Canada wildfire: The climate change connection to the Fort McMurray ‘firestorm’

The blaze, which has forced 80,000 people to flee their homes, has now burned an area larger than Hong Kong

A Canadian police officer surveys the damage on a street in fire-ravaged Fort McMurray, Alberta.
A Canadian police officer surveys the damage on a street in fire-ravaged Fort McMurray, Alberta.

Climate change has contributed towards the “hellish” wildfire that is rampaging through Alberta, Canada, experts have said.

The area of blaze, described as a “firestorm”, is now larger than Hong Kong and has left a trail of destruction in its wake, forcing 80,000 residents to flee their homes.

Numerous scientists have said a “perfect storm” of factors, including climate change and El Niño, caused an event which is likely to be remembered as one of the worst natural disasters in Canadian history.

"This [fire] is consistent with what we expect from human-caused climate change affecting our fire regime," University of Alberta wildfire expert Dr Mike Flannigan told the BBC.

A number of factors are believed to have led to the on-going conflagration. Most significantly, snowpack in the boreal forest which dominates the area around Fort McMurray – which should have acted as a check on wildfires – has been minimal and melted due to record warm temperatures. This, and the lack of precipitation, has led to conditions like “perfect kindling”, according to meteorologist Eric Holthaus, writing in Slate.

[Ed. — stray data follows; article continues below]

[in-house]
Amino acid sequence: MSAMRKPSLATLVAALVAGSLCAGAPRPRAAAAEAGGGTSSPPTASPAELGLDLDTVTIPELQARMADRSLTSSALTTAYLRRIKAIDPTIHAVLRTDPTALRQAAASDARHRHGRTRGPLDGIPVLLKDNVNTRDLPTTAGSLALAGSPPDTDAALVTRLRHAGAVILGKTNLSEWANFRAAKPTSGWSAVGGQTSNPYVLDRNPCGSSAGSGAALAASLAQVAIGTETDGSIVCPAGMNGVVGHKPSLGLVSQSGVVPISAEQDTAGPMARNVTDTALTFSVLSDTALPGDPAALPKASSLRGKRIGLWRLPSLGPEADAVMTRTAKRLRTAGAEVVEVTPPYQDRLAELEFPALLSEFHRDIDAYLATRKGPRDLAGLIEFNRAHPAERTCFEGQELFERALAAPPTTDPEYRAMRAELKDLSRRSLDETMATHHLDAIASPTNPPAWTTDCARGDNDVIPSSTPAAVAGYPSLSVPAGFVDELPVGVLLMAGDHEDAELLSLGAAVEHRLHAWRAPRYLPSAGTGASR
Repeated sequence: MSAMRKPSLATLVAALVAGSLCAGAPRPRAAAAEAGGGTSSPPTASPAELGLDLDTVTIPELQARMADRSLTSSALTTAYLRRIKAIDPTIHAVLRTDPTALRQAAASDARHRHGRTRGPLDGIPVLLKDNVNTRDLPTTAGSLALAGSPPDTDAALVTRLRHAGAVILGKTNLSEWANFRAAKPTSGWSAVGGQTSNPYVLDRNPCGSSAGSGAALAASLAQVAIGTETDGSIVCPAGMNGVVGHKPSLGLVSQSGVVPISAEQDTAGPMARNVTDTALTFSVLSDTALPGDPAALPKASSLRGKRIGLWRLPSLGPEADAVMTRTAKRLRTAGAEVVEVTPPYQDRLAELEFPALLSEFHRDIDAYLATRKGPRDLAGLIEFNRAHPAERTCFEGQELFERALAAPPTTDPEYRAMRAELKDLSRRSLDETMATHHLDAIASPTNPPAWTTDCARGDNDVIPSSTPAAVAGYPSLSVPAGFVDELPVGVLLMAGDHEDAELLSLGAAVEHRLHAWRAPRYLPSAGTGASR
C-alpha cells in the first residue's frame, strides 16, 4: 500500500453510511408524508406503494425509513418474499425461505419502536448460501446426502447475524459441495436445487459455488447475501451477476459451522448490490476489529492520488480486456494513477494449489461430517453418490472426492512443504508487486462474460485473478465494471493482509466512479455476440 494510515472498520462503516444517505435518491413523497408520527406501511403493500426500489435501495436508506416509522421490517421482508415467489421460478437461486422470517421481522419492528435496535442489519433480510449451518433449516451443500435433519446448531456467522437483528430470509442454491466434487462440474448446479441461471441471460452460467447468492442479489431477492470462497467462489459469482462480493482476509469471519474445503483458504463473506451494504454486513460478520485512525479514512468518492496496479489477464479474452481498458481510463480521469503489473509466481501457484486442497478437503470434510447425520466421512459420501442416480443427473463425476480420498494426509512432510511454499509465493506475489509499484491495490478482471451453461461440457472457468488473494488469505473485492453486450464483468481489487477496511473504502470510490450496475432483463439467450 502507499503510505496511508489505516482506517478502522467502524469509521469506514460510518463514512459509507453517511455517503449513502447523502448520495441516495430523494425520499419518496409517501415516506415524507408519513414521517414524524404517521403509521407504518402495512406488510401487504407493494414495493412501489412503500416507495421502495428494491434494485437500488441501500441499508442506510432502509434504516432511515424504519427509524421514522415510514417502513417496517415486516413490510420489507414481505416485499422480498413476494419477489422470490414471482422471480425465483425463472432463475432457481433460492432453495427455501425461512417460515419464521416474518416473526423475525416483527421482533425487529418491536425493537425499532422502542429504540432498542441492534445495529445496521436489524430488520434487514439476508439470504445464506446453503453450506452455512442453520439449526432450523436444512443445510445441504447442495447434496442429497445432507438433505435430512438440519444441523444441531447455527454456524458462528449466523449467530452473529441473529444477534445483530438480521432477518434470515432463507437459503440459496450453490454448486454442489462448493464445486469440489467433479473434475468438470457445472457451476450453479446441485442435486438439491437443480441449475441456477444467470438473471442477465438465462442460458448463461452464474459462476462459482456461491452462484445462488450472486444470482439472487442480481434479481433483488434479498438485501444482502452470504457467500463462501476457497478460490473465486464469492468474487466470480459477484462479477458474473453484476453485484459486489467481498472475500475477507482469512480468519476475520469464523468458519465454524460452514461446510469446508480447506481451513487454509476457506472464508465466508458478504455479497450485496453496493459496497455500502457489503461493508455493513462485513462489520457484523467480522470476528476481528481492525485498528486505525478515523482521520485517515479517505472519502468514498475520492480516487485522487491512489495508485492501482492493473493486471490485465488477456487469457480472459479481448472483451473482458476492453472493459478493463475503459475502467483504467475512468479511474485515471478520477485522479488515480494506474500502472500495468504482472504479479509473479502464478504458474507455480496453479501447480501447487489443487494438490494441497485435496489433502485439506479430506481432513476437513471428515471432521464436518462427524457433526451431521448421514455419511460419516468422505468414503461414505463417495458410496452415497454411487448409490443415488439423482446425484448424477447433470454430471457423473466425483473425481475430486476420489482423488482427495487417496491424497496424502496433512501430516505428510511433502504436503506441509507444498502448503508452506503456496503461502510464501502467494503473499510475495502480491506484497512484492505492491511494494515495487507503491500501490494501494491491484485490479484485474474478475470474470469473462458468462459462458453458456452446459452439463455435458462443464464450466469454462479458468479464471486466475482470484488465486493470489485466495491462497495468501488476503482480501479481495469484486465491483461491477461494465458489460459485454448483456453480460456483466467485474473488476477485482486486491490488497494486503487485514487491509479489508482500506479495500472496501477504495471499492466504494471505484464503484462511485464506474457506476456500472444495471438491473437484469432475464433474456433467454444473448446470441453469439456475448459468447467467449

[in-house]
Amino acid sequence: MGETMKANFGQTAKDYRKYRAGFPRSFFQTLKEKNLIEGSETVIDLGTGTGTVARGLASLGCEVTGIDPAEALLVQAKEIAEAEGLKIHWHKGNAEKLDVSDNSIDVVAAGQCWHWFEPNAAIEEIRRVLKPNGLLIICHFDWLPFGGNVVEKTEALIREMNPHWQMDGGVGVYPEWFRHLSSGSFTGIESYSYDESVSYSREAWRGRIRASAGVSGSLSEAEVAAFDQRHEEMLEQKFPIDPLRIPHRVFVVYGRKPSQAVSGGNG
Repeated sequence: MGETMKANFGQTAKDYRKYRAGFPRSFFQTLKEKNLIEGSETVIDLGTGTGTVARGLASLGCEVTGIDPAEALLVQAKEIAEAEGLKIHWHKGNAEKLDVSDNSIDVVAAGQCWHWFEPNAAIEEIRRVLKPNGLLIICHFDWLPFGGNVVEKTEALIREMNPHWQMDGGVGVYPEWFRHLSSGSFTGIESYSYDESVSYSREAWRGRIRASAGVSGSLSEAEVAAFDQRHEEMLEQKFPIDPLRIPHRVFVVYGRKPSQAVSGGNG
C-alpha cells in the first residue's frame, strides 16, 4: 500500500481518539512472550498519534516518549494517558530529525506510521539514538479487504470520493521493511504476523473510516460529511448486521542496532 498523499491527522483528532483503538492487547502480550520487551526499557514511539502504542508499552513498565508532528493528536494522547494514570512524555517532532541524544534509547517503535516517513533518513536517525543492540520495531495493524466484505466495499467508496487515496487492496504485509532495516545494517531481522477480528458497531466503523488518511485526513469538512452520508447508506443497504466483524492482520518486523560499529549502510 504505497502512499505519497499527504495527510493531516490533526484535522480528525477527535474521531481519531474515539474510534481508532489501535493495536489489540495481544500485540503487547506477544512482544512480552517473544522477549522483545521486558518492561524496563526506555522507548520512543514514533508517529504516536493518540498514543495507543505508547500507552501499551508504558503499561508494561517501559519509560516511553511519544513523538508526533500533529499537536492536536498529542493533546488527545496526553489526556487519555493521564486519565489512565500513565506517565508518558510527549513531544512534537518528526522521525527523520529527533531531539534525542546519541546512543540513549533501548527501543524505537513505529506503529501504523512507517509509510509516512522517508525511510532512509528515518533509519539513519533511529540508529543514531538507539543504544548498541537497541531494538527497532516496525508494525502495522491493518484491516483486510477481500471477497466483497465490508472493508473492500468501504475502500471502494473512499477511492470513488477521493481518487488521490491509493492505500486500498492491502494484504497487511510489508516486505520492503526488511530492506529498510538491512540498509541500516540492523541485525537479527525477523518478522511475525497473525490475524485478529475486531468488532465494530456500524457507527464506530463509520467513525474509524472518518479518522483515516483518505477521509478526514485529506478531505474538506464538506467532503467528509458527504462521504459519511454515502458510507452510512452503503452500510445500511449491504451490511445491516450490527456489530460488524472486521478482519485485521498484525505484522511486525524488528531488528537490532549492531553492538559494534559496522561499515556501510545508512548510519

Professor Judith Kulig of the University of Lethbridge in Alberta believed a combination of factors were involved, but told the BBC: "We've had an incredibly dry winter, we didn't have enough snow pack."

Boreal forests, characterised by pine, spruce and larch trees, also contain nearly 30 per cent of all the world’s carbon stored on land, so as it burns it sends “carbon into the atmosphere where it warms the globe”, according to Climate Central, leading to a worsening cycle of global warming.

There were other factors involved in the conflagration, too, including poor forest management, rapid urban development and a hugely powerful El Niño weather system. Authorities have admitted the fire can now only be stopped by rain.

The leader of Canada’s Green Party, Elizabeth May, said: “The fact that the forest fire season has arrived so early in northern Alberta is very likely a climate event - very likely related to extreme high temperatures and very low humidity, very low precipitation and it is - as we saw in a quote from one of the firefighters - a firestorm.”

There has been an increasing trend of wildfires in North America, with 330 in Alberta alone before the Fort MacMurray blaze, and wildfire seasons have been rapidly increasing in length. In Alberta, the fire season began on 1 March, two weeks earlier than in 2015. It used to begin in May.

The problem is not just restricted to Canada.

“Climate change has led to fire seasons that are now on average 78 days longer than in 1970,” a 2015 US Forest Service report said, and the “US burns twice as many acres as three decades ago.” Many scientists believe this increase is set to continue.

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